Applying for a patent is expensive. Fees can exceed $25,000, and most applications require at least a couple years of effort. We might expect that anyone considering applying for a patent would be fairly certain of the merits of their case for one. And yet, of the patents granted by the U.S. Patent and Trademark Office (PTO) that are subsequently litigated, 40% are declared invalid in court.
A court’s declaration that a patent is “invalid” means it should never have been granted in the first place, usually because the invention has been done before, or because it’s obvious to anyone familiar with the patent’s particular scientific or technical field. So why do so many people spend so much time and money filing for patents that are ultimately declared invalid?
Uncertainty is one reason. Applicants can’t always predict whether the patent will later be struck down in court. New evidence may come to light that the “invention” isn’t really new; or that the basic idea underlying it is widely understood by those in the relevant field. So misperception, aided by the well-known phenomenon of “optimism bias,” may explain a portion of this puzzle.
Another answer is that seeking even dubious patents is a gamble worth taking. The PTO receives over 520,000 patent applications a year. That’s about 1,425 applications a day. The agency’s approximately 6,500 patent examiners are overburdened; on average each patent gets only about 16 hours of review. Virtually all experts agree that this is nowhere near enough time to properly assess a patent. More fundamentally, patent examiners are rewarded for processing applications – and the easiest way to clear a file is to approve a patent. The PTO’s examiners don’t get paid to say no. They’re incentivized to approve.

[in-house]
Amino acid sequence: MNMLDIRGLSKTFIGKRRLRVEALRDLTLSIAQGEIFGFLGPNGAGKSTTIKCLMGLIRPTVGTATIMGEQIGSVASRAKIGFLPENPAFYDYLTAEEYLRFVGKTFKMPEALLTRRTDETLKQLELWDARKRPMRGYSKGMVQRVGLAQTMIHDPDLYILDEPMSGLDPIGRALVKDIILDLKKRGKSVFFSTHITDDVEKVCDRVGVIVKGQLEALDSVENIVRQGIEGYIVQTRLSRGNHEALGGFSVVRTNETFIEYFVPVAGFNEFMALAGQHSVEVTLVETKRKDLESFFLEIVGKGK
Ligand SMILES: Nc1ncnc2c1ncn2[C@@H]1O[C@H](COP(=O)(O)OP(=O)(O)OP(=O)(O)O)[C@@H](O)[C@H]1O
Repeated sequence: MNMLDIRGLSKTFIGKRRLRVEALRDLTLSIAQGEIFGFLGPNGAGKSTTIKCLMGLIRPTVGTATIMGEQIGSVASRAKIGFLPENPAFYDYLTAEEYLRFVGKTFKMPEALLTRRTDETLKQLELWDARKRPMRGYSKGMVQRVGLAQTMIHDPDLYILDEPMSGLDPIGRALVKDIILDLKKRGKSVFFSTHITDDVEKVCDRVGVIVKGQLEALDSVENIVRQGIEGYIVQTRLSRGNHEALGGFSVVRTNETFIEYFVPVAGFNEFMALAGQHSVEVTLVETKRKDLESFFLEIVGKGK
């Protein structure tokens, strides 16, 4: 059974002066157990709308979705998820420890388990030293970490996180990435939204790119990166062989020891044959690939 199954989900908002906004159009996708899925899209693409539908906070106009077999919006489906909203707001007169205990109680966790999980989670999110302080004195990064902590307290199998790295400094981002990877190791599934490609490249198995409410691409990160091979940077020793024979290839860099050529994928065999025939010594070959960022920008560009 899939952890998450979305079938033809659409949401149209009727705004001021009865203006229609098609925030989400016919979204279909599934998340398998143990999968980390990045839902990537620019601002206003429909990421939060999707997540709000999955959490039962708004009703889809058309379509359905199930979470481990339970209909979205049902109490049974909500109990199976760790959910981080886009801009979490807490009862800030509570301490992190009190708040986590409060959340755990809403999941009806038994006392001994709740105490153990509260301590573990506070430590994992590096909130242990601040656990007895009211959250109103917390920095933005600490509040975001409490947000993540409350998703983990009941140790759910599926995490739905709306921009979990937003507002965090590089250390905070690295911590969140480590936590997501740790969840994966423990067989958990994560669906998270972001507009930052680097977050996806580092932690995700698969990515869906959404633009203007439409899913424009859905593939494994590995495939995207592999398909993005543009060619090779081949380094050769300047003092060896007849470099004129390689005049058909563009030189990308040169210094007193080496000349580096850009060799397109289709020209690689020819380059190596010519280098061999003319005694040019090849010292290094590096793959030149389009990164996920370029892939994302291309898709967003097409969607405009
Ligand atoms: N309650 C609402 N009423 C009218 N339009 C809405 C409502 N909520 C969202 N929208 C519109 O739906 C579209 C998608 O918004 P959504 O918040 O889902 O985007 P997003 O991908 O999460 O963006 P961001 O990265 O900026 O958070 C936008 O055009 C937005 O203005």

But there’s a third, more interesting reason so many people seek patents that have a high probability of being found invalid. As it turns out, invalid patents may be worthless as innovations, but they can be very nice bargaining chips.
Any patent the PTO grants enjoys a legal presumption of validity. To overturn this presumption, defendants in a patent infringement case must prove the patent’s invalidity by a high standard of “clear and convincing evidence.” It takes a lot of lawyer fees to do that. And the result is that defendants often pay rather than fight, even when they think they could ultimately have the patent invalidated. More than 97% of patent infringement suits are settled before trial.
In this environment, brandishing invalid patents can be a good business strategy. This behavior, called “patent trolling,” gets a lot of attention today, but it’s been going on for more than a century. In 1895, George Selden obtained a U.S. patent for putting a gasoline engine on a chassis to make a car. The patent clearly should never have been granted: the idea was so obvious that many people worldwide thought of it independently as soon as the first workable gasoline engines became available. Nevertheless, Selden brandished his patent, threatened nascent carmakers with suit, and collected hundreds of thousands of dollars in royalties. Selden didn’t contribute anything meaningful to the development of the automobile, but his patent abuse made cars more expensive for years, until Henry Ford, who refused to license from Selden, finally busted the patent in court in 1911.
The patent system exists to encourage people to invent – to add, in Abraham Lincoln’s words, “the fuel of interest to the fire of genius.” But as this post suggests, there’s a dark side to the patent system. Just as good patents advance innovation, bad patents retard it. And even bad patents can be valuable to a patent troll. Every penny that goes to license an invalid patent, or settle a meritless lawsuit, is a tax on innovators.